Minolta XG-7, XG-9, XG-M (Built-in meter, aperture priority and manual mode)
XG cameras were introduced in 1977 as budget models alongside the more expensive XD models. XG models have fewer technical capabilities than the top-line XE, XD, and X cameras. Of the group, the XG-M offers the most capability and provides metering in manual mode—the others do not. Today, XG cameras tend to be less expensive than other models, but prices vary greatly.
Suggested Cameras for Newbies
While any manual Minolta can be an excellent first camera, the following cameras are suggested as the best starting point because they are easy to find in working condition and easily repaired.
SR-T 102 and 202 — All SR-Ts are sturdy, capable cameras. However, the 102 and 202 are the best of the group and show the aperture in their viewfinders, while the others do not. They also have the best focusing aid (microprism with split-screen). The costs of SR-Ts vary widely, and all models are readily available, so there is no reason to get a budget model.
When buying from a camera store, expect to pay 130.00 to 175.00 for a camera with a lens. Prices from eBay can be 30-40% less. Any SR-T will be a reliable camera, so look closely at the capabilities of whatever model you are considering to see if it fits your needs. SR-Ts provide only a manual shooting mode.
X-700 and X-570 — both cameras are popular and readily available. The X-700 has Program mode, aperture priority, and manual modes. The X-570 offers only aperture and manual modes. Both cameras offer the same focusing aides and have user-changeable focus screens. Oddly, the X-570 shows the lens aperture in the viewfinder, while the x-700 does not. From a camera store, expect to pay 175.00 to 250.00 for an X-700 with a lens; the X-570 with a lens usually costs 30-50.00 less. Look for an X-700 that has a serial number starting with “1”, as they are not likely to have bad capacitors.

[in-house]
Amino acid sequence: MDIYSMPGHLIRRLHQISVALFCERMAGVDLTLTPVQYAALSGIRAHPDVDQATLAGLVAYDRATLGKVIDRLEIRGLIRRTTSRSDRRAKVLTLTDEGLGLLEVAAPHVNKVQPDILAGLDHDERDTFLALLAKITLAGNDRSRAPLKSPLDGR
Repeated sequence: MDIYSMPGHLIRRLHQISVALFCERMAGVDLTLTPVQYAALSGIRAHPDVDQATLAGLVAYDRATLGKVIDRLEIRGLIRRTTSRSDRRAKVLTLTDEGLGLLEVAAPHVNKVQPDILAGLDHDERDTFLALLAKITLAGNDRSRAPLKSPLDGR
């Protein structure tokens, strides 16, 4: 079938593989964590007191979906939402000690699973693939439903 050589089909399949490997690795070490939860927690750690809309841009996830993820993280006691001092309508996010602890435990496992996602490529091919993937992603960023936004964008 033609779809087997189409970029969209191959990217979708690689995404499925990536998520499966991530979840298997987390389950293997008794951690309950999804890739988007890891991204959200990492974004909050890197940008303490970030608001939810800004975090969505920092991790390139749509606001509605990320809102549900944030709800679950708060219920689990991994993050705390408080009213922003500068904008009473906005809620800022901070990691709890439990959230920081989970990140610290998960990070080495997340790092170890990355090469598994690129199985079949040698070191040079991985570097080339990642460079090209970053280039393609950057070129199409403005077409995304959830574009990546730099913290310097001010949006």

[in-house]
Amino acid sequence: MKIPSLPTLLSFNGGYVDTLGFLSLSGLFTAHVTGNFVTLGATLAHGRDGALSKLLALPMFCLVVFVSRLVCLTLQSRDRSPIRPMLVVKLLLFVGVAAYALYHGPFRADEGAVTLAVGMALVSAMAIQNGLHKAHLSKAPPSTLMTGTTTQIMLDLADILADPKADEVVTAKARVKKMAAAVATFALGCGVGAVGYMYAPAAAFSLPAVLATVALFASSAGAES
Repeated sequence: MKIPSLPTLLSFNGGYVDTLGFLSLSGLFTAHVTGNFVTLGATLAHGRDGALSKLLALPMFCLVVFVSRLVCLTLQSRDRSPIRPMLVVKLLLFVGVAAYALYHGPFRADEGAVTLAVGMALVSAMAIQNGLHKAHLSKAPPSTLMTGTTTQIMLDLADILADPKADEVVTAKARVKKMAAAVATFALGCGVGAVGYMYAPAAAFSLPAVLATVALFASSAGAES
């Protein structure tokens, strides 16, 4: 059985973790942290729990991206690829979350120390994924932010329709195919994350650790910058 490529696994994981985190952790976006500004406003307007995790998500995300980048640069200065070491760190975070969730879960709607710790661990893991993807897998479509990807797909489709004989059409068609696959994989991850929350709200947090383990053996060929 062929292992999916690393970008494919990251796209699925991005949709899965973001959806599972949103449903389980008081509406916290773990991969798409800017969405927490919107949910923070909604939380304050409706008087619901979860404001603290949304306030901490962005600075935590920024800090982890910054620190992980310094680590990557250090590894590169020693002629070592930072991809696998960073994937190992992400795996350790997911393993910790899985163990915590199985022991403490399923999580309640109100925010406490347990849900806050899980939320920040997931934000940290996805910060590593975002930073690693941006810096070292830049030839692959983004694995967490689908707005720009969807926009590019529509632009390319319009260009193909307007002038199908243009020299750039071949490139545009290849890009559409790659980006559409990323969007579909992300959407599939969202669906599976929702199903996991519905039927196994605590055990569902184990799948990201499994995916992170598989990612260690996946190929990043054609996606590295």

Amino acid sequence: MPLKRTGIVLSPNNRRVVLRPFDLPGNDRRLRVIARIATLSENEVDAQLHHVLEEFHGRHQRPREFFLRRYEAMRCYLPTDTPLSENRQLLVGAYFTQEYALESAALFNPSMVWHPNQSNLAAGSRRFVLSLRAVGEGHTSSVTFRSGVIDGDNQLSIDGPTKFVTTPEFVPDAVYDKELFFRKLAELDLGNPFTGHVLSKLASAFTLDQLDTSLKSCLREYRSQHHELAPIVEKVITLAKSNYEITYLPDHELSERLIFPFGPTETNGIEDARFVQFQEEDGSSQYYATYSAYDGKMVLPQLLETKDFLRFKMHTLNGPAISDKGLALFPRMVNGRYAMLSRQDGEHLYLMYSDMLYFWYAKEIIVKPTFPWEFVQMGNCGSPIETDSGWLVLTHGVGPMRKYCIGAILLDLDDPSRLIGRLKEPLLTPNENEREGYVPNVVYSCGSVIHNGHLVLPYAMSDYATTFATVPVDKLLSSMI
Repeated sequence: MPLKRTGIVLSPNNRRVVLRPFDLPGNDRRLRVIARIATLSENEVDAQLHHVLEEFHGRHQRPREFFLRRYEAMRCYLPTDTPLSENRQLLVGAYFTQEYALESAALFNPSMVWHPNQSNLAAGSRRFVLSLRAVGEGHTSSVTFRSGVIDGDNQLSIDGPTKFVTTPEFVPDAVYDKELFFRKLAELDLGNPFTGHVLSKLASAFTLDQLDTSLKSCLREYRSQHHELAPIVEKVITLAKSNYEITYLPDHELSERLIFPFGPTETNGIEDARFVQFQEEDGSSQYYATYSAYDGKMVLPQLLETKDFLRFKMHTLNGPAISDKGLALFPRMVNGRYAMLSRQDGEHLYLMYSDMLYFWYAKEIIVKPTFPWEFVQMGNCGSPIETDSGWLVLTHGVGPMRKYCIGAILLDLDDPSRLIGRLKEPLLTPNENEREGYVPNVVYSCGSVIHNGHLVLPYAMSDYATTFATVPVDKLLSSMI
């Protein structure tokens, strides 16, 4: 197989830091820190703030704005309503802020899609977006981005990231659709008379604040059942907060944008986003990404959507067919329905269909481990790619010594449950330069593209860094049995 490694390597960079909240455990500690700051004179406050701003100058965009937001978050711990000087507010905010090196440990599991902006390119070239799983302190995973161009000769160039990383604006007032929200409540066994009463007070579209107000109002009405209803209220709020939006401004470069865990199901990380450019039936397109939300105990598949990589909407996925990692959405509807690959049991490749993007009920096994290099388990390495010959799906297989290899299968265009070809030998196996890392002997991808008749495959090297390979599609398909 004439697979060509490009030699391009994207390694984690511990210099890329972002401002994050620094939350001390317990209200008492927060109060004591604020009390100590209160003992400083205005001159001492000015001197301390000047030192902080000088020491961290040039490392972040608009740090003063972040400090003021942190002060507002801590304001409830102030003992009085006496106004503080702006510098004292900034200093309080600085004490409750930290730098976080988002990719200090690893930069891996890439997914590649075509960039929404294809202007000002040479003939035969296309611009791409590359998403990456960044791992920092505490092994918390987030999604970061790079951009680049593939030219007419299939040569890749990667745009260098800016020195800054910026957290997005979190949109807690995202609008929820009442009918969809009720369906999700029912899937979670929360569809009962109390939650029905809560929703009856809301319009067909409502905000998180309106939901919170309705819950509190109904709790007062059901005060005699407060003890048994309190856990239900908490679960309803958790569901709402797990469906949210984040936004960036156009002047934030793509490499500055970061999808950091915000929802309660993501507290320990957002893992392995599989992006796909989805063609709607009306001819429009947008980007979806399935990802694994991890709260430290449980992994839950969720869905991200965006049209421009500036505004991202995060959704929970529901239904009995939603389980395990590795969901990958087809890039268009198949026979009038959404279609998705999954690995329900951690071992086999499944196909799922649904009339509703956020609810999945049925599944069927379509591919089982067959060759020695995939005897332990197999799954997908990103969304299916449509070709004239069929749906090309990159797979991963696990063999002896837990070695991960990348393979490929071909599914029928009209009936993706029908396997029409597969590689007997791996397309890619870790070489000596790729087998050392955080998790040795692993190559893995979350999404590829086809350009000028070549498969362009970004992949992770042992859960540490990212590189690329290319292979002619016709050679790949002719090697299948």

There is also an X-370 model—a budget model below the X-570. However, since prices for the X-370 and X-570 tend to be close, there is no reason to buy an X-370 if the X-570 and X-370 are close in price. Otherwise, the X-370 is a good option.
XG-M — of the XG models, the XG-M (“M” = can use the Motor 1 Drive) is the most advanced, and since today all models cost about the same, there is no reason to get a model other than the XG-M. The XG7 and XG9 are older models than the XG-M and work well if they are more to your liking.
Every shop that repairs Minolta cameras does SR-T repairs, so an SR-T is a safe bet and a sturdy camera. The popularity of the X-700 and X-570 also assures plenty of repair options. Older SR models, the XE lines, and XK have fewer places that accept them. XG models, being less popular than SR-Ts and X models, fall closer to XE models when it comes to repairs. Shops repair them, but not as readily as the X and SR-T models.
The cameras listed above are more than 30 years old. The safest place to obtain one is from a camera store because they offer six-month or more extended warranties. I have bought gear from KEH, Roberts, and Hunts, and all provide fast shipping and warranties on used gear. If you decide to buy from eBay, look for sellers with ratings of at least 99%, and only buy from those who accept returns.
Other Models for the Curious
For those feeling more adventurous, the models below are worth exploring.
These are purely manual cameras. The SR-7 and SR-3 have top shutter speeds of 1/1000 while the SR-1 and SR1s top out at 1/500.
After almost 50 years, the electronics in these cameras can be erratic. Based on reliability issues, I suggest newbies avoid XE series cameras. But, if you want to experience one, jump in—when fully working, they are great cameras. But be aware that many camera repair shops do not work on XE models.
Like XE cameras, XD models have sophisticated electronics that can go bad over the years. The main problem that can occur with the XD line is inaccurate meters, which makes aperture and shutter priority shooting unreliable. If tempted by an XD, be sure it works correctly in all modes before buying. Also, have it CLA’d (clean, lubricate, adjust) soon after purchase. It seems slightly easier to get an XD serviced/repaired than an XE model.
These cameras have older CdS metering instead of the newer silicon sensors in the X and XD lines. No XG models offer TTL metering for flash use. Many were sold, so they are plentiful. They can produce great results if their limitations are not a problem and repairability issues are not a concern. The XG7 and XG9 are the best, aside from the XG-M.